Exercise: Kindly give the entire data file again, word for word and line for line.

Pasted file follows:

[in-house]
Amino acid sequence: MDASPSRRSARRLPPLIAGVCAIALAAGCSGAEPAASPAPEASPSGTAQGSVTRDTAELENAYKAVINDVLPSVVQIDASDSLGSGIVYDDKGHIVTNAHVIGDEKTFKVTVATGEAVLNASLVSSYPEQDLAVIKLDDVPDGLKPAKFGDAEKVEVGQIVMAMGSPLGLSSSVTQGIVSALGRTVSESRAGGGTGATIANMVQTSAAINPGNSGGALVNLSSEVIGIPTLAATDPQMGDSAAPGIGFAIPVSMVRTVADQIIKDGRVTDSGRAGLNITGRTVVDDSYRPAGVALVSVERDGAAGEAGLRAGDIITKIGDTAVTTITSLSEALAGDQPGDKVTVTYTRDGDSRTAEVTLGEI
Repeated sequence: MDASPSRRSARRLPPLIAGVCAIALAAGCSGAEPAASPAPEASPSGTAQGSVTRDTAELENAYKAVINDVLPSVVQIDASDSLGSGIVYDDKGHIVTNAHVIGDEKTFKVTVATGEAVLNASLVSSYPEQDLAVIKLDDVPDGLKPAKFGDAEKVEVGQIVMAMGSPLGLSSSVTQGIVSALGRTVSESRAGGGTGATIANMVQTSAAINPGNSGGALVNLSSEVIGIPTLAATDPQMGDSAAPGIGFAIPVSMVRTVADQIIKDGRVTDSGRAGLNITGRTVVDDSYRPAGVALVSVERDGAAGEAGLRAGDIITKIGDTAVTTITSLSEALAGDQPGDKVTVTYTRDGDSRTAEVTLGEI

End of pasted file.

[in-house]
Amino acid sequence: MDASPSRRSARRLPPLIAGVCAIALAAGCSGAEPAASPAPEASPSGTAQGSVTRDTAELENAYKAVINDVLPSVVQIDASDSLGSGIVYDDKGHIVTNAHVIGDEKTFKVTVATGEAVLNASLVSSYPEQDLAVIKLDDVPDGLKPAKFGDAEKVEVGQIVMAMGSPLGLSSSVTQGIVSALGRTVSESRAGGGTGATIANMVQTSAAINPGNSGGALVNLSSEVIGIPTLAATDPQMGDSAAPGIGFAIPVSMVRTVADQIIKDGRVTDSGRAGLNITGRTVVDDSYRPAGVALVSVERDGAAGEAGLRAGDIITKIGDTAVTTITSLSEALAGDQPGDKVTVTYTRDGDSRTAEVTLGEI
Repeated sequence: MDASPSRRSARRLPPLIAGVCAIALAAGCSGAEPAASPAPEASPSGTAQGSVTRDTAELENAYKAVINDVLPSVVQIDASDSLGSGIVYDDKGHIVTNAHVIGDEKTFKVTVATGEAVLNASLVSSYPEQDLAVIKLDDVPDGLKPAKFGDAEKVEVGQIVMAMGSPLGLSSSVTQGIVSALGRTVSESRAGGGTGATIANMVQTSAAINPGNSGGALVNLSSEVIGIPTLAATDPQMGDSAAPGIGFAIPVSMVRTVADQIIKDGRVTDSGRAGLNITGRTVVDDSYRPAGVALVSVERDGAAGEAGLRAGDIITKIGDTAVTTITSLSEALAGDQPGDKVTVTYTRDGDSRTAEVTLGEI